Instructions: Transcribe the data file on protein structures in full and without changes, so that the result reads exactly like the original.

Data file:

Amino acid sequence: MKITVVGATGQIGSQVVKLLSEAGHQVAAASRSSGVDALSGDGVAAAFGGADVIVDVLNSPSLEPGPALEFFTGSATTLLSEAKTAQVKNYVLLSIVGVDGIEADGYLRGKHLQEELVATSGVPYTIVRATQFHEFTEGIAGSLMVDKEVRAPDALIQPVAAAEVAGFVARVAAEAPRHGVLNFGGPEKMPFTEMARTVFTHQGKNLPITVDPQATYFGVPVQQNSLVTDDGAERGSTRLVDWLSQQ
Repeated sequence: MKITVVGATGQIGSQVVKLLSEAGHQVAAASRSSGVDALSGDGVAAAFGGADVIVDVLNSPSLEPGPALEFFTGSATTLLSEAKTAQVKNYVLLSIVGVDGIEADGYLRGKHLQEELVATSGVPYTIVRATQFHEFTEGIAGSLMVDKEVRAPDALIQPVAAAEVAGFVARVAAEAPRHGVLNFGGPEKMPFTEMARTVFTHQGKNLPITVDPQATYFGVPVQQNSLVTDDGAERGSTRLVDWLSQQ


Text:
Amino acid sequence: MKITVVGATGQIGSQVVKLLSEAGHQVAAASRSSGVDALSGDGVAAAFGGADVIVDVLNSPSLEPGPALEFFTGSATTLLSEAKTAQVKNYVLLSIVGVDGIEADGYLRGKHLQEELVATSGVPYTIVRATQFHEFTEGIAGSLMVDKEVRAPDALIQPVAAAEVAGFVARVAAEAPRHGVLNFGGPEKMPFTEMARTVFTHQGKNLPITVDPQATYFGVPVQQNSLVTDDGAERGSTRLVDWLSQQ
Repeated sequence: MKITVVGATGQIGSQVVKLLSEAGHQVAAASRSSGVDALSGDGVAAAFGGADVIVDVLNSPSLEPGPALEFFTGSATTLLSEAKTAQVKNYVLLSIVGVDGIEADGYLRGKHLQEELVATSGVPYTIVRATQFHEFTEGIAGSLMVDKEVRAPDALIQPVAAAEVAGFVARVAAEAPRHGVLNFGGPEKMPFTEMARTVFTHQGKNLPITVDPQATYFGVPVQQNSLVTDDGAERGSTRLVDWLSQQ